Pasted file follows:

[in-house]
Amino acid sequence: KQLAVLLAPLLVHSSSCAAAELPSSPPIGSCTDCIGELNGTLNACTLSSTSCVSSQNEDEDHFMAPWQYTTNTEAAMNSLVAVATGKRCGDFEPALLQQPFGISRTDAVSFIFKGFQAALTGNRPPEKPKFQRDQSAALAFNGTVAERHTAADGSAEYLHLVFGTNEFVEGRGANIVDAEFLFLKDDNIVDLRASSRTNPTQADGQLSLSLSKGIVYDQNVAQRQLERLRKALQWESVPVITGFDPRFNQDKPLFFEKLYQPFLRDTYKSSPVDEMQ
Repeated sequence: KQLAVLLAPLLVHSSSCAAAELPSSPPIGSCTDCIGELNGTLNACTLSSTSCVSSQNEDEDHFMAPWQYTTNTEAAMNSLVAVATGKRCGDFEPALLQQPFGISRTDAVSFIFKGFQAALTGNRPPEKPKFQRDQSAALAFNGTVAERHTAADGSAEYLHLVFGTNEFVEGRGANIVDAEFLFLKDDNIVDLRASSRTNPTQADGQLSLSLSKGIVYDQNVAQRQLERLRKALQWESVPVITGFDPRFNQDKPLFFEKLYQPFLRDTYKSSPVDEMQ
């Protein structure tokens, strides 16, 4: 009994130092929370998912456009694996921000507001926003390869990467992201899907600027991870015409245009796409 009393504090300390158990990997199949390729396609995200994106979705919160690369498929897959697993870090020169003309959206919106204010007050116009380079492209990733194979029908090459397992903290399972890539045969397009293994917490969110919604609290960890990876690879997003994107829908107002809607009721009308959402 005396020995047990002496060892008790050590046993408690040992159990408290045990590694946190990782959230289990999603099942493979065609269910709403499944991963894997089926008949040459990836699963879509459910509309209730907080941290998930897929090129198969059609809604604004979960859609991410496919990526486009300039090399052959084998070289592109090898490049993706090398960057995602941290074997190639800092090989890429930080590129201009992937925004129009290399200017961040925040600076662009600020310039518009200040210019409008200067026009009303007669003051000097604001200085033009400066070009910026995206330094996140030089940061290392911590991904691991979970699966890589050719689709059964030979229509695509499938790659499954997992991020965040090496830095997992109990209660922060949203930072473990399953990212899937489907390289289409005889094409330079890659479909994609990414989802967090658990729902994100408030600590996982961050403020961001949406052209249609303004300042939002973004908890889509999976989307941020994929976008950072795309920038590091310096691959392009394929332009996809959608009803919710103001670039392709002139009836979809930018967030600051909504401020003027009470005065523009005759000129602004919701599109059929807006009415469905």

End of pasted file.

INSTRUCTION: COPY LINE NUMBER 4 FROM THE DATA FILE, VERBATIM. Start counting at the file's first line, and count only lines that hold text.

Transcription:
């Protein structure tokens, strides 16, 4: 009994130092929370998912456009694996921000507001926003390869990467992201899907600027991870015409245009796409 009393504090300390158990990997199949390729396609995200994106979705919160690369498929897959697993870090020169003309959206919106204010007050116009380079492209990733194979029908090459397992903290399972890539045969397009293994917490969110919604609290960890990876690879997003994107829908107002809607009721009308959402 005396020995047990002496060892008790050590046993408690040992159990408290045990590694946190990782959230289990999603099942493979065609269910709403499944991963894997089926008949040459990836699963879509459910509309209730907080941290998930897929090129198969059609809604604004979960859609991410496919990526486009300039090399052959084998070289592109090898490049993706090398960057995602941290074997190639800092090989890429930080590129201009992937925004129009290399200017961040925040600076662009600020310039518009200040210019409008200067026009009303007669003051000097604001200085033009400066070009910026995206330094996140030089940061290392911590991904691991979970699966890589050719689709059964030979229509695509499938790659499954997992991020965040090496830095997992109990209660922060949203930072473990399953990212899937489907390289289409005889094409330079890659479909994609990414989802967090658990729902994100408030600590996982961050403020961001949406052209249609303004300042939002973004908890889509999976989307941020994929976008950072795309920038590091310096691959392009394929332009996809959608009803919710103001670039392709002139009836979809930018967030600051909504401020003027009470005065523009005759000129602004919701599109059929807006009415469905």